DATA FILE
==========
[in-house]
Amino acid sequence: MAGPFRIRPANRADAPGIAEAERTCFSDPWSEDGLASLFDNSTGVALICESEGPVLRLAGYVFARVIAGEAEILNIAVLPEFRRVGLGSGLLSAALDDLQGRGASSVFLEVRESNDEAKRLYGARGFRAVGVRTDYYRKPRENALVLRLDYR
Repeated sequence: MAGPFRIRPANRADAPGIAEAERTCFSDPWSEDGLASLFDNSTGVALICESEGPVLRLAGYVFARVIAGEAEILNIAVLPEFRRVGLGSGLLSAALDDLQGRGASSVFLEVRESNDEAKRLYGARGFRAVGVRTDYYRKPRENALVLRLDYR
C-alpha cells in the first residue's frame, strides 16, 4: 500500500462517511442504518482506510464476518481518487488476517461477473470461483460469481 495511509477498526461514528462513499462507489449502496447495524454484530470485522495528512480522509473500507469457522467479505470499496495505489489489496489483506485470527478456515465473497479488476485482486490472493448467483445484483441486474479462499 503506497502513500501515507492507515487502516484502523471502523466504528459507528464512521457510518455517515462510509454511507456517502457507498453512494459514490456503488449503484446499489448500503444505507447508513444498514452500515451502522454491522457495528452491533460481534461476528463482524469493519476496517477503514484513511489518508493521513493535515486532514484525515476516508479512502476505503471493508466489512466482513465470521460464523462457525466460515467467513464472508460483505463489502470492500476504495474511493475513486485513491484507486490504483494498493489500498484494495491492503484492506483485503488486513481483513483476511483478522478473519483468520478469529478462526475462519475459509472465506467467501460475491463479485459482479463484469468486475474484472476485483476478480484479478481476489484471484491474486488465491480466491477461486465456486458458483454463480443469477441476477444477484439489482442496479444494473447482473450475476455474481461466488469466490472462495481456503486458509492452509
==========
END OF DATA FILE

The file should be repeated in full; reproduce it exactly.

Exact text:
[in-house]
Amino acid sequence: MAGPFRIRPANRADAPGIAEAERTCFSDPWSEDGLASLFDNSTGVALICESEGPVLRLAGYVFARVIAGEAEILNIAVLPEFRRVGLGSGLLSAALDDLQGRGASSVFLEVRESNDEAKRLYGARGFRAVGVRTDYYRKPRENALVLRLDYR
Repeated sequence: MAGPFRIRPANRADAPGIAEAERTCFSDPWSEDGLASLFDNSTGVALICESEGPVLRLAGYVFARVIAGEAEILNIAVLPEFRRVGLGSGLLSAALDDLQGRGASSVFLEVRESNDEAKRLYGARGFRAVGVRTDYYRKPRENALVLRLDYR
C-alpha cells in the first residue's frame, strides 16, 4: 500500500462517511442504518482506510464476518481518487488476517461477473470461483460469481 495511509477498526461514528462513499462507489449502496447495524454484530470485522495528512480522509473500507469457522467479505470499496495505489489489496489483506485470527478456515465473497479488476485482486490472493448467483445484483441486474479462499 503506497502513500501515507492507515487502516484502523471502523466504528459507528464512521457510518455517515462510509454511507456517502457507498453512494459514490456503488449503484446499489448500503444505507447508513444498514452500515451502522454491522457495528452491533460481534461476528463482524469493519476496517477503514484513511489518508493521513493535515486532514484525515476516508479512502476505503471493508466489512466482513465470521460464523462457525466460515467467513464472508460483505463489502470492500476504495474511493475513486485513491484507486490504483494498493489500498484494495491492503484492506483485503488486513481483513483476511483478522478473519483468520478469529478462526475462519475459509472465506467467501460475491463479485459482479463484469468486475474484472476485483476478480484479478481476489484471484491474486488465491480466491477461486465456486458458483454463480443469477441476477444477484439489482442496479444494473447482473450475476455474481461466488469466490472462495481456503486458509492452509